LONDON — What do Priyanka Chopra, Cher and Princess Diana have in common? They’ve all been dressed by Elizabeth Emanuel. While her name is most often mentioned in the same sentence as the late princess, there’s a lot more to Emanuel than the famous, 25-foot-long wedding gown she created with her then-husband David Emanuel.
In the years since that iconic wedding dress, Emanuel has kept rather quiet, working on a variety of retail projects, designing for the theater and building up a high-profile clientele for her one-off designs. Now she’s launching a couture line named Elizabeth, Paris 1902.
“I think of it more as launching with a full collection, whereas before I’d do a capsule collection and a few outfits. This time, I’ve created pants, shirts, gowns etc.,” she said, adding that she added the Paris 1902 for aesthetic flourish. “I started doing calligraphy and I found something that said Paris 1902 and it just looked nice. It doesn’t really mean anything.”
Emanuel describes the collection as “discovering a future vintage outfit,” and, to wit, her inspirations are mined from history, including Virginia Woolf’s novel “Orlando,” vintage Lanvin silhouettes and the film “Death in Venice.”
During an interview at her basement studio in Maida Vale, she talked about her use of historical garment techniques such as cartridge pleating and of fabrics that aren’t traditionally seen in couture.
“I like to call it ‘salvaged luxury.’ It’s taking something like rough sacking material and combining it with beautiful embroidery, or using very fine muslins and cottons, which we use a lot of, and embellishing them with stamping and embroidery and draping them in different ways,” she said.
She’s also prioritized animal welfare and keeping her carbon footprint low, so fabrics are made from, among more traditional fibers, pineapple, hemp and nettles. She makes fabric dyes herself from avocado stone and a selection of 100 different kinds of teas.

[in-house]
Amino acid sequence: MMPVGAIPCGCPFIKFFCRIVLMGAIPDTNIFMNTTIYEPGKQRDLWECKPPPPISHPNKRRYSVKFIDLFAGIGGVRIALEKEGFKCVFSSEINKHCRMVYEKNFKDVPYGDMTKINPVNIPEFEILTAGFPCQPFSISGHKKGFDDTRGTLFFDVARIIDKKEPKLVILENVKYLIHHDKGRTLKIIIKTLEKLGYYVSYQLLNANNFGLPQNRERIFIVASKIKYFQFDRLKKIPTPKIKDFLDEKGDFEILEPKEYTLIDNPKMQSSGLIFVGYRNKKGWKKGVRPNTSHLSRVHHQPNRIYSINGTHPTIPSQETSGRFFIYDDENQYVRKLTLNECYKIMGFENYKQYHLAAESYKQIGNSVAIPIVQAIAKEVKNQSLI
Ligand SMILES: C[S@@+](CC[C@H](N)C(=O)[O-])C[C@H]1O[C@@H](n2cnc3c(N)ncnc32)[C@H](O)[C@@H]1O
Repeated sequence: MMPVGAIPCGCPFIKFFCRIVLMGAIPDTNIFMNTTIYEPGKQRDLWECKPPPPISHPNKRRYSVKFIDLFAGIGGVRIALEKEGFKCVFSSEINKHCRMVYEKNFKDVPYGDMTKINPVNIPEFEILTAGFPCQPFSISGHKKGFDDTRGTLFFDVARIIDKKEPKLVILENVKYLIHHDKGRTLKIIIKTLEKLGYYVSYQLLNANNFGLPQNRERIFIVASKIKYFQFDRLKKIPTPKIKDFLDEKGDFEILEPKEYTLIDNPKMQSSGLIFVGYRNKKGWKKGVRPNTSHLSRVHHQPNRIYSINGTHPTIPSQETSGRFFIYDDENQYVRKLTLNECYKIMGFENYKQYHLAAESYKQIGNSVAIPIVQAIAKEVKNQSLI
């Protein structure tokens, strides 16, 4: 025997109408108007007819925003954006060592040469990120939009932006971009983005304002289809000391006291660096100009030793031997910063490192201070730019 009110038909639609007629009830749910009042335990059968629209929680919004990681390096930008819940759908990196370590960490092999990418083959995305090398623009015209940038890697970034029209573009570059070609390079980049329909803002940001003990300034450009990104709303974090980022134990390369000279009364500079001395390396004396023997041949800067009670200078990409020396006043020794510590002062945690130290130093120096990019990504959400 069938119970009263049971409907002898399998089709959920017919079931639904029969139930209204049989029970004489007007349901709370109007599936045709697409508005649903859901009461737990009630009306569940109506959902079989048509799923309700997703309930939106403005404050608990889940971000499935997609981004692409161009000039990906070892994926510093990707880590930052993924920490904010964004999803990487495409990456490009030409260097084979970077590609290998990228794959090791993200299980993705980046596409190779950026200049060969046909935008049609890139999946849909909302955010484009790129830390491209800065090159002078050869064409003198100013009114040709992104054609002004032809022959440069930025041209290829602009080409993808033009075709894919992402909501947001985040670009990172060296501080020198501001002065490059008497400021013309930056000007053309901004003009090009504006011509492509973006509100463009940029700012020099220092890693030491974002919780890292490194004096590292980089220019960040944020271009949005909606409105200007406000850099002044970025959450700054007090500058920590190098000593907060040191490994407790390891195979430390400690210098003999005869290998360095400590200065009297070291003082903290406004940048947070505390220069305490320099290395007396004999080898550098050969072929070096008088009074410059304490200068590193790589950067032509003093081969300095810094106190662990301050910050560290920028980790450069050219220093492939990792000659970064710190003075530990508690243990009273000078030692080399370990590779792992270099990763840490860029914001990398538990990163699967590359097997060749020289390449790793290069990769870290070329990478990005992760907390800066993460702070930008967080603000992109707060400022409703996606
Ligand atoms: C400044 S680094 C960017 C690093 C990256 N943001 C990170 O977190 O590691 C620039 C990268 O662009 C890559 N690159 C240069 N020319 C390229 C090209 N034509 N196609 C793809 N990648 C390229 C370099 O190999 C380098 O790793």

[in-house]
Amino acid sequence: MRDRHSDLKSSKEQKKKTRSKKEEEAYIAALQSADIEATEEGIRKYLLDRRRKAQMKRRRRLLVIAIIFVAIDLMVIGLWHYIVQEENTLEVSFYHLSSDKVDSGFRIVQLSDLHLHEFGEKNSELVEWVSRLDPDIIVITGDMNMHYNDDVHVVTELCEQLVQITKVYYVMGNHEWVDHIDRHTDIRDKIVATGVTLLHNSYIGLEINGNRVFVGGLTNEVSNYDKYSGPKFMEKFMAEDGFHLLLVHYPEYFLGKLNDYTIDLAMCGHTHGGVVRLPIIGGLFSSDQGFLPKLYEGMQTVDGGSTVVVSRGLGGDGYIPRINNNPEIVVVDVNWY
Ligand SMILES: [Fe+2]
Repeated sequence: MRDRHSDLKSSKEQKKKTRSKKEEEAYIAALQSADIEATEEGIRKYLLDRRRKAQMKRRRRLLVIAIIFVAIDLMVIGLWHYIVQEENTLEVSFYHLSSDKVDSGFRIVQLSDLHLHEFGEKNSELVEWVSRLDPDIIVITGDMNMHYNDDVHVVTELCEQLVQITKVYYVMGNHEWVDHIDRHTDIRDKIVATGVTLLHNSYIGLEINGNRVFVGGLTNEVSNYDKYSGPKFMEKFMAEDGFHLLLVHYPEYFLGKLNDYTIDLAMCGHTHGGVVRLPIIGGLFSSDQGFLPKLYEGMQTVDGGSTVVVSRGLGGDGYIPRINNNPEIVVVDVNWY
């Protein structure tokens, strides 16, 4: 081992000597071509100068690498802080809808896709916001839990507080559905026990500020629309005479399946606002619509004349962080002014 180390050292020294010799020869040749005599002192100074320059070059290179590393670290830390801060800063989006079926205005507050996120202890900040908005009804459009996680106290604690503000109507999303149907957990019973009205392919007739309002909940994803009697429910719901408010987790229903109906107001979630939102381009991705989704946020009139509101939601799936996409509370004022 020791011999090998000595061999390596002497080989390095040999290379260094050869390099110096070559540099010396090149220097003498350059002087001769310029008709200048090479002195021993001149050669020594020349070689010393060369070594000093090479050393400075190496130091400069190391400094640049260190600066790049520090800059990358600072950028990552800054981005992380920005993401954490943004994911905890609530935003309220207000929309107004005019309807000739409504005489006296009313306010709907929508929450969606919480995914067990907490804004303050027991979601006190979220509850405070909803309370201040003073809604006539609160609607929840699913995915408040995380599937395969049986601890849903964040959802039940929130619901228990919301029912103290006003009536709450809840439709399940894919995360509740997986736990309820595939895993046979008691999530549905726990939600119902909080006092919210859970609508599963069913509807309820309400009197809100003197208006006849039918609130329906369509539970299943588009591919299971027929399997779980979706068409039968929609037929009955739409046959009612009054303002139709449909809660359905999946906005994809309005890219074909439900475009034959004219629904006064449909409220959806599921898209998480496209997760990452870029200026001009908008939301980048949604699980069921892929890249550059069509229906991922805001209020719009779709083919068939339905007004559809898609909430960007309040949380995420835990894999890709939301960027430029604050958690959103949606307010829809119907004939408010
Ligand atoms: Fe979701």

There are cotton chemises, shirts stamped with the brand logo done in calligraphy or in a stylized stencil print, sculptural blazers with sparkling embellishments and a corset with pointed bra cups. She’s made skirts in all shapes, some drape and skim the leg while others billow from the hips with intricate ruffles and pleated shapes.
The pieces are rich in detail and feature artfully unfinished hems with heavy draping channeling a distinct vintage aesthetic.
Emanuel has also designed a series of gowns such as a draped gold lamé bustier with a black asymmetric skirt that Chopra wore in the Jonas Brothers’ comeback music video “Sucker.”
Dressing celebrities is nothing new to her. Recently, Cher wore the label’s Rock Star Jacket to the VH1 Trailblazer Honors. The designer said the jacket, which is short, with glittering embellishment, has been popular among musicians. Emanuel has also dressed the likes of Helena Bonham Carter, Joan Collins and Elizabeth Taylor and now she wants to create designs for one and all.
“These are beautiful clothes for anybody to put on and to use irrespective of age and gender. It sounds corny, but you are the star of your own movie of life so everything is about you. You should wear anything you want and not be afraid to try on different looks. We’ve got some very interesting pieces that you can put together in your own way so it makes an entirely new creation,” she said.
Emanuel isn’t worried about the difficult retail climate either. For the designer, couture is a covetable investment, just like art. Her most accessible pieces, she said, will be stamped silk scarves. Emanuel said she is still confirming price points of the collection.
Eventually, she wants to expand into ready-to-wear.
“There definitely is a place for that, much like Ralph & Russo. This is a starting point because this is where we can have the pure signature of the collection. With ready-to-wear, you have so many other things to consider such as the price point, but with this we can make anything we want, and then think of the prices later.”